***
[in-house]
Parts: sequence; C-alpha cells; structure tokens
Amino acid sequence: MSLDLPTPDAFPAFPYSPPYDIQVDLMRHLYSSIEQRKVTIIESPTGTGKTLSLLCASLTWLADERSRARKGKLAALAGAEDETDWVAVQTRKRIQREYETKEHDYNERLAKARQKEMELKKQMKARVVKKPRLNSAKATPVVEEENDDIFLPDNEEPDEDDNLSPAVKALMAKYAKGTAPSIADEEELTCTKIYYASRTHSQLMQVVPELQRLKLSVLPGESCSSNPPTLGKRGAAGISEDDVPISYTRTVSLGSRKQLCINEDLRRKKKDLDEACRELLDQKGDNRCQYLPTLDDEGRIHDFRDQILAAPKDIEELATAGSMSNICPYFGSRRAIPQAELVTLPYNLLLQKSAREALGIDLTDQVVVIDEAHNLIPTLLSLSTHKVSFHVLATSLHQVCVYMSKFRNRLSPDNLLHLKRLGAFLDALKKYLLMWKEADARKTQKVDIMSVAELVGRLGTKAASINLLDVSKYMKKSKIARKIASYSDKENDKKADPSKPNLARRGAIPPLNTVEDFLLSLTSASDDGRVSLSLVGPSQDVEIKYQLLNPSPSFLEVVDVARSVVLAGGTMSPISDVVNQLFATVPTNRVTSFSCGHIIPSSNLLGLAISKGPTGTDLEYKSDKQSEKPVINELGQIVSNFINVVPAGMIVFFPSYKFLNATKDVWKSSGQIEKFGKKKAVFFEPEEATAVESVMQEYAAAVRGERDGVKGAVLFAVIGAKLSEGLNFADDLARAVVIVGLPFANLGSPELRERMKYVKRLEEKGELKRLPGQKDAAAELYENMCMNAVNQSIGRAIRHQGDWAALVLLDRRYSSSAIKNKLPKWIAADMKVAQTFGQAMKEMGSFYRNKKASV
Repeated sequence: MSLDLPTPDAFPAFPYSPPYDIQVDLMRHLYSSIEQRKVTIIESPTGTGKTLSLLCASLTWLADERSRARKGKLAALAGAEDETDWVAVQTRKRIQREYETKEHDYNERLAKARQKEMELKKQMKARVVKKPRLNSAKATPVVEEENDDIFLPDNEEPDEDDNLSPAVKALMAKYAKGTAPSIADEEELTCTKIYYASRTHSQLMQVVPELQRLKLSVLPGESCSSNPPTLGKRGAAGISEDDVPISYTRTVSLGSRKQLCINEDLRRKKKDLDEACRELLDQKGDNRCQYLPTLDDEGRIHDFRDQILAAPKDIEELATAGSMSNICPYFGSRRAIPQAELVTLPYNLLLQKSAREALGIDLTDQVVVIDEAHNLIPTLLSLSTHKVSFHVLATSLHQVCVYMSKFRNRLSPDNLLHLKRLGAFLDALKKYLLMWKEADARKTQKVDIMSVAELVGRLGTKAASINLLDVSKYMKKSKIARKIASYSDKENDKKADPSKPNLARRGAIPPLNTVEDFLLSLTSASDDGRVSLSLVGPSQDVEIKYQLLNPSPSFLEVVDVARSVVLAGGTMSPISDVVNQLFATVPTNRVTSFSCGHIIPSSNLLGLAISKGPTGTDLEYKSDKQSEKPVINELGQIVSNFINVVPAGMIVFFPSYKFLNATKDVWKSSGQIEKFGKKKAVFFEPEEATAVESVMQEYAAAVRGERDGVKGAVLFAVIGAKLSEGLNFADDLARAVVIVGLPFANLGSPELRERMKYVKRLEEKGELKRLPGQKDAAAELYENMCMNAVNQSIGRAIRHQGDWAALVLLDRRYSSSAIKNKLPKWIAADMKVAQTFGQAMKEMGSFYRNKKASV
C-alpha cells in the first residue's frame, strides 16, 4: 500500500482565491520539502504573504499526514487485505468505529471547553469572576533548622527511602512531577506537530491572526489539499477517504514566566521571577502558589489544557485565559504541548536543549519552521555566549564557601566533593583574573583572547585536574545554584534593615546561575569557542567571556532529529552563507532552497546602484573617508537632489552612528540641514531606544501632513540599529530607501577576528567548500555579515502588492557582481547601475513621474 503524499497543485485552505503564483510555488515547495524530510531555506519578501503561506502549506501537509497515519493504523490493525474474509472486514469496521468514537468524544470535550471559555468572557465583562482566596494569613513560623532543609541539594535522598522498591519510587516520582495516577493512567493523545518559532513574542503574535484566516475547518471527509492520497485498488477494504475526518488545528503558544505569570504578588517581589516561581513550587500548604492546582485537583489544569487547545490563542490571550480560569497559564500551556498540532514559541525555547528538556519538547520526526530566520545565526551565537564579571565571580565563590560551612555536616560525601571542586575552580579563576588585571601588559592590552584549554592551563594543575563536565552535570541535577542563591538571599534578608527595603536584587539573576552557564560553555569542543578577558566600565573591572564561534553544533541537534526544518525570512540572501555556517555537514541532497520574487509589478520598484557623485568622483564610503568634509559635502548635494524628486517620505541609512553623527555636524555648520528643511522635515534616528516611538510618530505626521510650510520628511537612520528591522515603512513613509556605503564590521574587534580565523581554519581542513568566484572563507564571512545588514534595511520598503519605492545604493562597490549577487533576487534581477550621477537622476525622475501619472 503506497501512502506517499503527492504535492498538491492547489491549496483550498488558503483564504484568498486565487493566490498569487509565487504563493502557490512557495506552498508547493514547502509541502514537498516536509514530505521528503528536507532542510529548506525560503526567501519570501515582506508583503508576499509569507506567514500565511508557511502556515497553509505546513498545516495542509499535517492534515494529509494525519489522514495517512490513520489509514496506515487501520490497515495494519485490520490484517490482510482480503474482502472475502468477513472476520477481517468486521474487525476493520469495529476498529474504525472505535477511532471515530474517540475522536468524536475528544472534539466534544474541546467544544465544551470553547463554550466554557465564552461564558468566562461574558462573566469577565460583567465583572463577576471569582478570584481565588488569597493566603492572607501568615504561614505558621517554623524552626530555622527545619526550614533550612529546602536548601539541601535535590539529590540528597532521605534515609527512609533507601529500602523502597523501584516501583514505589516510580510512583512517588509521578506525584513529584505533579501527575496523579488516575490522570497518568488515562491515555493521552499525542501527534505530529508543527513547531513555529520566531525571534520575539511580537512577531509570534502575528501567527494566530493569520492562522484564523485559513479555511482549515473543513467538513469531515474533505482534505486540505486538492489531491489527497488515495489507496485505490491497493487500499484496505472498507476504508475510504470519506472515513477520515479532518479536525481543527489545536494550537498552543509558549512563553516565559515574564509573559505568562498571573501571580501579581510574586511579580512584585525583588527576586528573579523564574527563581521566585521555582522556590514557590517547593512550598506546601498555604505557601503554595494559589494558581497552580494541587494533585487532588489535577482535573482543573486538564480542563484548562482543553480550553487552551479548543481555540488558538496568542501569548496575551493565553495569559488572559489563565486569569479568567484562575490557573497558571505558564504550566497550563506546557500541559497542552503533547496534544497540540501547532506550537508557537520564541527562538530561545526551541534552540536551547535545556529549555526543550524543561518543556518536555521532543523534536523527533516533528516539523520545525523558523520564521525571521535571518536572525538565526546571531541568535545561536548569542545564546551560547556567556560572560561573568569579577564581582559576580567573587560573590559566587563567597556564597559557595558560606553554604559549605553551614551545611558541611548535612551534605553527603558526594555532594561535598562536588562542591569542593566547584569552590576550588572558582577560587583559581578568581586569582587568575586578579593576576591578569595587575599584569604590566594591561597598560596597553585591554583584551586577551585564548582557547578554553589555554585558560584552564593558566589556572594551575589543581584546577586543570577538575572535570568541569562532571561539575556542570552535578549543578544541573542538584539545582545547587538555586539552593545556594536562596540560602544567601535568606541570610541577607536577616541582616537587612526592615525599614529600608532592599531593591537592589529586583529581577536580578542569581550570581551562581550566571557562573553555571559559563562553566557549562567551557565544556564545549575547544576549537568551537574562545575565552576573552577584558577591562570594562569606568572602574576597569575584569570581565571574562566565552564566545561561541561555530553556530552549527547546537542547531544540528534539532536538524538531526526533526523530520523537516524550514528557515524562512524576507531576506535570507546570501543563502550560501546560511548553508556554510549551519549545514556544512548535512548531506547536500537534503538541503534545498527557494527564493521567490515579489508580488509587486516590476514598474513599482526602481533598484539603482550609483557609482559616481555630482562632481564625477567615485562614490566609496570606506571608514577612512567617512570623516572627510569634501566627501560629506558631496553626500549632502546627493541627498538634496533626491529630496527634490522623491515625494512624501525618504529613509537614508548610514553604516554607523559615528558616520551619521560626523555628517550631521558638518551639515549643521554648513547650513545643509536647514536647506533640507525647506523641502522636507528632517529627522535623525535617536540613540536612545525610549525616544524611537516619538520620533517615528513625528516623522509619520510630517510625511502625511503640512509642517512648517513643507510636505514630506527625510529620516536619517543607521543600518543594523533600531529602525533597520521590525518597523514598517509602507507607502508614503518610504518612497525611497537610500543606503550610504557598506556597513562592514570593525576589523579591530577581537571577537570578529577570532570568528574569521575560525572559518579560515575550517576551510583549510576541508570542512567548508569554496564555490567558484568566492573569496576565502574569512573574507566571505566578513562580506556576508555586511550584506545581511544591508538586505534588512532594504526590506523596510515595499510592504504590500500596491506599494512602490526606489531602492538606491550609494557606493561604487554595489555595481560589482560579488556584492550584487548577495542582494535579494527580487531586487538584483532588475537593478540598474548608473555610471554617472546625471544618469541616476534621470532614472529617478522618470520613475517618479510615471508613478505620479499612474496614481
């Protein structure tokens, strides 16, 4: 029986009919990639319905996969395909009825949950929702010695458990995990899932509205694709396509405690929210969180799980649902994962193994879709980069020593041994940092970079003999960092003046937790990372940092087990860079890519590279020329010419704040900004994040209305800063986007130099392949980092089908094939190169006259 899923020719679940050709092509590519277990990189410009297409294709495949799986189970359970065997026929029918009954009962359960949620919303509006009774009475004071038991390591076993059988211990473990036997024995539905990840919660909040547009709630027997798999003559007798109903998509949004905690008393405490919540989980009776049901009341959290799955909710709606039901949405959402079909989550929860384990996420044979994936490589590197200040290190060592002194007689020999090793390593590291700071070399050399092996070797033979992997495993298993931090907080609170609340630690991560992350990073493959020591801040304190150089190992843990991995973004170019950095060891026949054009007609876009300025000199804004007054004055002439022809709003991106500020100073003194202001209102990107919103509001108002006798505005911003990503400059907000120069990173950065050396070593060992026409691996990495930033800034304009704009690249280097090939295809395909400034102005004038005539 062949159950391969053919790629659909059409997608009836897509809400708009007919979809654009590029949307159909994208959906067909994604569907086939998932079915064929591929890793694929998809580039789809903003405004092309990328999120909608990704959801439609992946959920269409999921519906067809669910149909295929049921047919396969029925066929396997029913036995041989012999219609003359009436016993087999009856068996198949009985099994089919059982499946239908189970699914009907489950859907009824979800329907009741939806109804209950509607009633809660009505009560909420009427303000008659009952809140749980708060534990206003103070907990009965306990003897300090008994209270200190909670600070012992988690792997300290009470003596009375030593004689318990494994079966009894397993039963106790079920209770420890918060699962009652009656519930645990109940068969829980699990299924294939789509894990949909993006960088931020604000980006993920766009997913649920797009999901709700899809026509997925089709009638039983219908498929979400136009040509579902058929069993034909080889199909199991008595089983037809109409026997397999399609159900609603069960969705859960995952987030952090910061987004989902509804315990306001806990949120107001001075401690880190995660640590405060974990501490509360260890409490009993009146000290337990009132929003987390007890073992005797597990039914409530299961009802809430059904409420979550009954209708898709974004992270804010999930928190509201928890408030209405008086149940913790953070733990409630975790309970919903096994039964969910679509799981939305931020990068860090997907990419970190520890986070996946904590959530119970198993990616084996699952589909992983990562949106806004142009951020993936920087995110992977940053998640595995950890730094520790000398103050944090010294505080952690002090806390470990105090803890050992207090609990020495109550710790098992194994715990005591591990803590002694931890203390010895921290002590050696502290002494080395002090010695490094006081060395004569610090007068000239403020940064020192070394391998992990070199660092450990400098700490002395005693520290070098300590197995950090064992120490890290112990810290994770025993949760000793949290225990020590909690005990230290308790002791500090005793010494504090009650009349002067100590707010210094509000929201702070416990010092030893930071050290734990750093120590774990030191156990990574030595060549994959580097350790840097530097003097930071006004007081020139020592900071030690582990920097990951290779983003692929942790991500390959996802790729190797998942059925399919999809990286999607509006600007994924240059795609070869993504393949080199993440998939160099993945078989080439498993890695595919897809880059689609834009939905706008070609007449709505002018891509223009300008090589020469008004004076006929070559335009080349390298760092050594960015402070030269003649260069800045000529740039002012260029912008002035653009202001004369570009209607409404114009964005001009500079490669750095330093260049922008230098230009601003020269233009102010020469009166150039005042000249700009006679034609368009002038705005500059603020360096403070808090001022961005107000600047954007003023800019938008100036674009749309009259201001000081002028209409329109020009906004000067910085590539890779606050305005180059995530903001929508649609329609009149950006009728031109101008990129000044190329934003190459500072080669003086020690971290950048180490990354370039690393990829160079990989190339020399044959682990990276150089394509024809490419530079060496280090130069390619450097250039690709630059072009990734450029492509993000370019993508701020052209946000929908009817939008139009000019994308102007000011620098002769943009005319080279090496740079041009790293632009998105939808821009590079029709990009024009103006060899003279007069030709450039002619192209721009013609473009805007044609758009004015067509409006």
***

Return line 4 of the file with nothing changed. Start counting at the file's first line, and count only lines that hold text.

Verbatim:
Repeated sequence: MSLDLPTPDAFPAFPYSPPYDIQVDLMRHLYSSIEQRKVTIIESPTGTGKTLSLLCASLTWLADERSRARKGKLAALAGAEDETDWVAVQTRKRIQREYETKEHDYNERLAKARQKEMELKKQMKARVVKKPRLNSAKATPVVEEENDDIFLPDNEEPDEDDNLSPAVKALMAKYAKGTAPSIADEEELTCTKIYYASRTHSQLMQVVPELQRLKLSVLPGESCSSNPPTLGKRGAAGISEDDVPISYTRTVSLGSRKQLCINEDLRRKKKDLDEACRELLDQKGDNRCQYLPTLDDEGRIHDFRDQILAAPKDIEELATAGSMSNICPYFGSRRAIPQAELVTLPYNLLLQKSAREALGIDLTDQVVVIDEAHNLIPTLLSLSTHKVSFHVLATSLHQVCVYMSKFRNRLSPDNLLHLKRLGAFLDALKKYLLMWKEADARKTQKVDIMSVAELVGRLGTKAASINLLDVSKYMKKSKIARKIASYSDKENDKKADPSKPNLARRGAIPPLNTVEDFLLSLTSASDDGRVSLSLVGPSQDVEIKYQLLNPSPSFLEVVDVARSVVLAGGTMSPISDVVNQLFATVPTNRVTSFSCGHIIPSSNLLGLAISKGPTGTDLEYKSDKQSEKPVINELGQIVSNFINVVPAGMIVFFPSYKFLNATKDVWKSSGQIEKFGKKKAVFFEPEEATAVESVMQEYAAAVRGERDGVKGAVLFAVIGAKLSEGLNFADDLARAVVIVGLPFANLGSPELRERMKYVKRLEEKGELKRLPGQKDAAAELYENMCMNAVNQSIGRAIRHQGDWAALVLLDRRYSSSAIKNKLPKWIAADMKVAQTFGQAMKEMGSFYRNKKASV